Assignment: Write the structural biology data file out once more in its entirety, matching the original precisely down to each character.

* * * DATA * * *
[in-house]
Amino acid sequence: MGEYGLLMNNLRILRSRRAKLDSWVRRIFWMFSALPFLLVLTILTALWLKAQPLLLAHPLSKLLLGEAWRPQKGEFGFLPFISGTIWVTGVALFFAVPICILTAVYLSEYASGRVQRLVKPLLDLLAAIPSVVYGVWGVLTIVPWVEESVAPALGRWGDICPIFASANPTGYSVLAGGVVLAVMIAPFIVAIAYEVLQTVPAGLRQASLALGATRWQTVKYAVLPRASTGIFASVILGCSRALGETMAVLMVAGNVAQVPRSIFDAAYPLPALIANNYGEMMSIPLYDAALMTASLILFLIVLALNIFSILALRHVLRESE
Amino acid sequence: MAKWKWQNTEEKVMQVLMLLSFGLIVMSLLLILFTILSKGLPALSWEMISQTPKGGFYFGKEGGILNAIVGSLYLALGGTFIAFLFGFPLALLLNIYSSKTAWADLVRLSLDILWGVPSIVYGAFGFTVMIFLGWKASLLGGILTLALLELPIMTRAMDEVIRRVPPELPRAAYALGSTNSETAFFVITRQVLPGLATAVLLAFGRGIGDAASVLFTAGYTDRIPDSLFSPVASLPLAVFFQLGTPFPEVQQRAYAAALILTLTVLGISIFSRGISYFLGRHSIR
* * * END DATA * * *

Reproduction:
[in-house]
Amino acid sequence: MGEYGLLMNNLRILRSRRAKLDSWVRRIFWMFSALPFLLVLTILTALWLKAQPLLLAHPLSKLLLGEAWRPQKGEFGFLPFISGTIWVTGVALFFAVPICILTAVYLSEYASGRVQRLVKPLLDLLAAIPSVVYGVWGVLTIVPWVEESVAPALGRWGDICPIFASANPTGYSVLAGGVVLAVMIAPFIVAIAYEVLQTVPAGLRQASLALGATRWQTVKYAVLPRASTGIFASVILGCSRALGETMAVLMVAGNVAQVPRSIFDAAYPLPALIANNYGEMMSIPLYDAALMTASLILFLIVLALNIFSILALRHVLRESE
Amino acid sequence: MAKWKWQNTEEKVMQVLMLLSFGLIVMSLLLILFTILSKGLPALSWEMISQTPKGGFYFGKEGGILNAIVGSLYLALGGTFIAFLFGFPLALLLNIYSSKTAWADLVRLSLDILWGVPSIVYGAFGFTVMIFLGWKASLLGGILTLALLELPIMTRAMDEVIRRVPPELPRAAYALGSTNSETAFFVITRQVLPGLATAVLLAFGRGIGDAASVLFTAGYTDRIPDSLFSPVASLPLAVFFQLGTPFPEVQQRAYAAALILTLTVLGISIFSRGISYFLGRHSIR